Description Usage Arguments Details Value Author(s) See Also Examples
Dynamic occupancy distribution for use in nimble
models
dDynOcc_**
and rDynOcc_**
provide dynamic occupancy
model distributions that can be used directly from R or in nimble
models.
1 2 3 4 5 6 7 8 9 10 11 12 13 14 15 16 17 18 19 20 21 22 23 24 25 26 27 28 29 30 31 32 33 34 35 36 37 38 39 40 41 42 43 44 45 46 47  dDynOcc_vvm(x, init, probPersist, probColonize, p, start, end, log = 0)
dDynOcc_vsm(x, init, probPersist, probColonize, p, start, end, log = 0)
dDynOcc_svm(x, init, probPersist, probColonize, p, start, end, log = 0)
dDynOcc_ssm(x, init, probPersist, probColonize, p, start, end, log = 0)
rDynOcc_vvm(n, init, probPersist, probColonize, p, start, end)
rDynOcc_vsm(n, init, probPersist, probColonize, p, start, end)
rDynOcc_svm(n, init, probPersist, probColonize, p, start, end)
rDynOcc_ssm(n, init, probPersist, probColonize, p, start, end)
dDynOcc_vvv(x, init, probPersist, probColonize, p, start, end, log = 0)
dDynOcc_vsv(x, init, probPersist, probColonize, p, start, end, log = 0)
dDynOcc_svv(x, init, probPersist, probColonize, p, start, end, log = 0)
dDynOcc_ssv(x, init, probPersist, probColonize, p, start, end, log = 0)
rDynOcc_vvv(n, init, probPersist, probColonize, p, start, end)
rDynOcc_vsv(n, init, probPersist, probColonize, p, start, end)
rDynOcc_svv(n, init, probPersist, probColonize, p, start, end)
rDynOcc_ssv(n, init, probPersist, probColonize, p, start, end)
dDynOcc_vvs(x, init, probPersist, probColonize, p, start, end, log = 0)
dDynOcc_vss(x, init, probPersist, probColonize, p, start, end, log = 0)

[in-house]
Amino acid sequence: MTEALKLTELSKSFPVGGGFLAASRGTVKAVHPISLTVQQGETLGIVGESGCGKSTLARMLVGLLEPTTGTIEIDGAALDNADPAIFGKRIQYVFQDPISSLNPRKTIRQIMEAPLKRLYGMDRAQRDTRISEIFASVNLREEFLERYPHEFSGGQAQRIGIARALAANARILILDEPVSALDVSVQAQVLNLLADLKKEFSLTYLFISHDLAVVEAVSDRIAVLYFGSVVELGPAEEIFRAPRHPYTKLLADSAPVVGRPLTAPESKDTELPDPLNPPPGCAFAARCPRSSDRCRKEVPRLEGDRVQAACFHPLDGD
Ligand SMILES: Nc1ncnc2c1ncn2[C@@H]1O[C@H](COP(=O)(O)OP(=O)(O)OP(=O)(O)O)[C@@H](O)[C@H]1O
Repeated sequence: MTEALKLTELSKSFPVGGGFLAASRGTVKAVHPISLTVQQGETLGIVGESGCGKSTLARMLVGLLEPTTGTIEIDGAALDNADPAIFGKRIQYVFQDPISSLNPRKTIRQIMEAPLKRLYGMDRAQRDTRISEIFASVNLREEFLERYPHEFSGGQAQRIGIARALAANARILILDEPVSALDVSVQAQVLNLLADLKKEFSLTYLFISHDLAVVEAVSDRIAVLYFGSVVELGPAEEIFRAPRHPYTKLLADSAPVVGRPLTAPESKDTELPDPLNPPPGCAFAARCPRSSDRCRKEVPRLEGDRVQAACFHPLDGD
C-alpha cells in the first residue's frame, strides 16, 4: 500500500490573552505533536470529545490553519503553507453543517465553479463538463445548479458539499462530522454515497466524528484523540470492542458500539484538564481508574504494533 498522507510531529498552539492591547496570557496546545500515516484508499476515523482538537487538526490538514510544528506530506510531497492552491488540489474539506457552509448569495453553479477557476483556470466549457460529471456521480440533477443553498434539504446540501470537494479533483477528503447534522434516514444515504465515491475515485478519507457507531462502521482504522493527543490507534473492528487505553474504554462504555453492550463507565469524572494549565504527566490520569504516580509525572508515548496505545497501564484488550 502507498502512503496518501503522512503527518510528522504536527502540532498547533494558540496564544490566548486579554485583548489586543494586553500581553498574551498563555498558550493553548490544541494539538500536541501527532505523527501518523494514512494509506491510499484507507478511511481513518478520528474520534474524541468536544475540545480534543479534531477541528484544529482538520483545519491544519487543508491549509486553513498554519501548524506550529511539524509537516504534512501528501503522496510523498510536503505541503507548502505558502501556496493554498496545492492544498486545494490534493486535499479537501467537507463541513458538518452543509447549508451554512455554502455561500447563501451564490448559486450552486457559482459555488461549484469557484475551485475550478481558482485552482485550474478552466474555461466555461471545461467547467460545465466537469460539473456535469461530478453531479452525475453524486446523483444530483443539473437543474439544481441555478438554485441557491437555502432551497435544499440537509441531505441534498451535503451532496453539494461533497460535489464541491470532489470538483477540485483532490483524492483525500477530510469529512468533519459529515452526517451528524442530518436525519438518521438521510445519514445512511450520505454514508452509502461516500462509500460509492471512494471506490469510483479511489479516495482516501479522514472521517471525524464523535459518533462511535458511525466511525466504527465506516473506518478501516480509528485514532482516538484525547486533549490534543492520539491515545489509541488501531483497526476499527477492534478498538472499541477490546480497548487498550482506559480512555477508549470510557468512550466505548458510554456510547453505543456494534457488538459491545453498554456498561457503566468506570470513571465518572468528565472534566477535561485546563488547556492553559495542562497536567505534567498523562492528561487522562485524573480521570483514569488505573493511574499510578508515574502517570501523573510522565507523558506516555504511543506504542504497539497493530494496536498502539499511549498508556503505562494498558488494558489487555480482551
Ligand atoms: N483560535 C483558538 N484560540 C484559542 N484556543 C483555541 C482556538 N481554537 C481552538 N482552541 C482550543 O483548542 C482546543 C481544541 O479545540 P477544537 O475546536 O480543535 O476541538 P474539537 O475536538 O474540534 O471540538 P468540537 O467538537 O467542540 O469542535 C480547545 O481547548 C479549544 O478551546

dDynOcc_svs(x, init, probPersist, probColonize, p, start, end, log = 0)
dDynOcc_sss(x, init, probPersist, probColonize, p, start, end, log = 0)
rDynOcc_vvs(n, init, probPersist, probColonize, p, start, end)
rDynOcc_vss(n, init, probPersist, probColonize, p, start, end)
rDynOcc_svs(n, init, probPersist, probColonize, p, start, end)
rDynOcc_sss(n, init, probPersist, probColonize, p, start, end)

x 
detection/nondetection matrix of 0s (not detected) and 1s (detected). Rows represent primary sampling occasions (e.g. different seasons). Columns are secondary sampling locations (e.g. replicate visits within a season) that may be different for each row 
init 
probability of occupancy in the first sampling period 
probPersist 
persistence probabilityâ€“probability an occupied
cell remains occupied. 1extinction probability. Scalar for

probColonize 
colonization probability. Probability that
an unoccupied cell becomes occupied. Scalar for 
p 
Detection probabilities. Scalar for 
start 
indicates the column number of the first observation in each row of x. A vector of length dim(x)[1]. This allows for different time periods to have different numbers of sampling occasions 
end 
indicates the column number of the last observation in each row of x. A vector of length dim(x)[1]. This allows for different time periods to have different numbers of sampling occasions 
log 
TRUE (return log probability) or FALSE (return probability) 
n 
number of random draws, each returning a matrix of dimension

These nimbleFunctions provide distributions that can be used directly in R or
in nimble
hierarchical models (via nimbleCode
and nimbleModel
).
The probability (or likelihood) of observation x[t, o]
depends on
the occupancy status of the site at time t1, the transitition
probability of persistence (probPersist
or probPersist[t1]
),
colonization (probColonize
or probColonize[t1]
), and a
detection probability (p
, p[t]
, or p[t, o]
).
The first two letters following the 'dDynOcc_' indicate whether the
probabilities of persistence and colonization are a constant scalar (s)
or timeindexed vector (v). For example, dDynOcc_svm
takes scalar
persistence probability probPersist
with a vector of colonization
probabilities probColonize[1:(T1)]
.
When vectors, probColonize
and probPersist
may be of any
length greater than or equal to length(x)  1
. Only the first length(x)  1
indices are used, each corresponding to the transition from time t to t+1